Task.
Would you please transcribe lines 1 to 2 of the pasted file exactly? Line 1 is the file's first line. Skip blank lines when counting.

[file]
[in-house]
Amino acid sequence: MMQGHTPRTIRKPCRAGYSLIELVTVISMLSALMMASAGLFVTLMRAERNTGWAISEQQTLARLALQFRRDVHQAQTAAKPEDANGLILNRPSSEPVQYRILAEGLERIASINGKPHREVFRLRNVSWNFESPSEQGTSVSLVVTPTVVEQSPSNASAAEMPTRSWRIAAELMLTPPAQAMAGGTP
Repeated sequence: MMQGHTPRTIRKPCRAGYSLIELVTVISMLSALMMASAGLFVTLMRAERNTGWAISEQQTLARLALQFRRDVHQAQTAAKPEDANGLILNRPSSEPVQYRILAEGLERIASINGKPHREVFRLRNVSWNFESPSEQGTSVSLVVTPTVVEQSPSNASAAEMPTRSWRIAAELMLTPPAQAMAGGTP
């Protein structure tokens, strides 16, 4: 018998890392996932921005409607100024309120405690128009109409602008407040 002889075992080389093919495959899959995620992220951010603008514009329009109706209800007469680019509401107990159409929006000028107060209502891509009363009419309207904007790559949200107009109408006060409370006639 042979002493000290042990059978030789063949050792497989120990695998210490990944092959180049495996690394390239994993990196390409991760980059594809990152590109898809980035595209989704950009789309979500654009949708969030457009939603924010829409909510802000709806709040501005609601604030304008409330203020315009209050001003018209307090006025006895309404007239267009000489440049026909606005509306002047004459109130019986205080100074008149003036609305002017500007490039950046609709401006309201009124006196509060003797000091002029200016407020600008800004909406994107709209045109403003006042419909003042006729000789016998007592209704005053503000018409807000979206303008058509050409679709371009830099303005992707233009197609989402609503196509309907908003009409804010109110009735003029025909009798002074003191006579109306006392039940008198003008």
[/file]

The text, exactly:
[in-house]
Amino acid sequence: MMQGHTPRTIRKPCRAGYSLIELVTVISMLSALMMASAGLFVTLMRAERNTGWAISEQQTLARLALQFRRDVHQAQTAAKPEDANGLILNRPSSEPVQYRILAEGLERIASINGKPHREVFRLRNVSWNFESPSEQGTSVSLVVTPTVVEQSPSNASAAEMPTRSWRIAAELMLTPPAQAMAGGTP